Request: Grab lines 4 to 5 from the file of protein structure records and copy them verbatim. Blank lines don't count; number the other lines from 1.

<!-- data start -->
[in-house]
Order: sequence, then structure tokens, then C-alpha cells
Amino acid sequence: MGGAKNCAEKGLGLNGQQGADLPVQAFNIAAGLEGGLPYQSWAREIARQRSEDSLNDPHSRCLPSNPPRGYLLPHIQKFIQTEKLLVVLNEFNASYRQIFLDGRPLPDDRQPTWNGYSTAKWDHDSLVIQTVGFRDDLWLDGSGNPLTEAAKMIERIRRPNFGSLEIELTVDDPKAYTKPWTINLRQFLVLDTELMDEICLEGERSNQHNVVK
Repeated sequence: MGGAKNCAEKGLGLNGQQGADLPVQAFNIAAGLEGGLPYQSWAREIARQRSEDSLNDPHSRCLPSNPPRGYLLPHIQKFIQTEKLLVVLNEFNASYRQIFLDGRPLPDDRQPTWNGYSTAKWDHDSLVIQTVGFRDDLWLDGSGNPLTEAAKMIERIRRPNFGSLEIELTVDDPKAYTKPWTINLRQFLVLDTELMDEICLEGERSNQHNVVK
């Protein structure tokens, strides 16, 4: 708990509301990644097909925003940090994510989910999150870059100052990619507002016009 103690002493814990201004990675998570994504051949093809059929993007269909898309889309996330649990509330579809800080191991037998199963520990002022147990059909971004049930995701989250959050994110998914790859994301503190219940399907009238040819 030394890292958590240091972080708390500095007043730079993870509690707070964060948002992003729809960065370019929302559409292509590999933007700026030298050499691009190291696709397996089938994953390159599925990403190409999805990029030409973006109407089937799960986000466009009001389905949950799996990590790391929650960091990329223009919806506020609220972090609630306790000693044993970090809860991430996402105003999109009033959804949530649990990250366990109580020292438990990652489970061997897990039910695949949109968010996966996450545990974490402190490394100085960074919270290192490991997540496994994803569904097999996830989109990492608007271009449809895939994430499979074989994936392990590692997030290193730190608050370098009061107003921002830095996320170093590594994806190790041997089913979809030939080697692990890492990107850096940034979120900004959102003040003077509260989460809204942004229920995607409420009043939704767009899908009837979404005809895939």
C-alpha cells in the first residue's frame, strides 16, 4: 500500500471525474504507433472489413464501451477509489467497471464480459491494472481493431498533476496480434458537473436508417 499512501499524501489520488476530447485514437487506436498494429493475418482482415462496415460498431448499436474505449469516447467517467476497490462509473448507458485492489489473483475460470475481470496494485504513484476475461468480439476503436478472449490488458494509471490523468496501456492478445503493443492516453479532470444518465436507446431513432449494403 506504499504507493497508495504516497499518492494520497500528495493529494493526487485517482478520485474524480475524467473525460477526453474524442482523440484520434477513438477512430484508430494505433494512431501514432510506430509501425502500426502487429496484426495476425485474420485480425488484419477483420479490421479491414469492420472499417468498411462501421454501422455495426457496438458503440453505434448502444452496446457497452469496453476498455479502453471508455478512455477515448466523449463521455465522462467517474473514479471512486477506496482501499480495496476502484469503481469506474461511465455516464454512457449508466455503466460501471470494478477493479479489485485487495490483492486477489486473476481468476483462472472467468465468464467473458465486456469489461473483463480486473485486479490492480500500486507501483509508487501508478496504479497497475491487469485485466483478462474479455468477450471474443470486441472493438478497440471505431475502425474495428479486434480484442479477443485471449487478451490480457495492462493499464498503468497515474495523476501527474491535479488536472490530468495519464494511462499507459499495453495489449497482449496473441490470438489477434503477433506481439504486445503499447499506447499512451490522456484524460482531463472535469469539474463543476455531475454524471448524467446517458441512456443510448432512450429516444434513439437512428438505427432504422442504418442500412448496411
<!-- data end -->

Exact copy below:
Repeated sequence: MGGAKNCAEKGLGLNGQQGADLPVQAFNIAAGLEGGLPYQSWAREIARQRSEDSLNDPHSRCLPSNPPRGYLLPHIQKFIQTEKLLVVLNEFNASYRQIFLDGRPLPDDRQPTWNGYSTAKWDHDSLVIQTVGFRDDLWLDGSGNPLTEAAKMIERIRRPNFGSLEIELTVDDPKAYTKPWTINLRQFLVLDTELMDEICLEGERSNQHNVVK
């Protein structure tokens, strides 16, 4: 708990509301990644097909925003940090994510989910999150870059100052990619507002016009 103690002493814990201004990675998570994504051949093809059929993007269909898309889309996330649990509330579809800080191991037998199963520990002022147990059909971004049930995701989250959050994110998914790859994301503190219940399907009238040819 030394890292958590240091972080708390500095007043730079993870509690707070964060948002992003729809960065370019929302559409292509590999933007700026030298050499691009190291696709397996089938994953390159599925990403190409999805990029030409973006109407089937799960986000466009009001389905949950799996990590790391929650960091990329223009919806506020609220972090609630306790000693044993970090809860991430996402105003999109009033959804949530649990990250366990109580020292438990990652489970061997897990039910695949949109968010996966996450545990974490402190490394100085960074919270290192490991997540496994994803569904097999996830989109990492608007271009449809895939994430499979074989994936392990590692997030290193730190608050370098009061107003921002830095996320170093590594994806190790041997089913979809030939080697692990890492990107850096940034979120900004959102003040003077509260989460809204942004229920995607409420009043939704767009899908009837979404005809895939």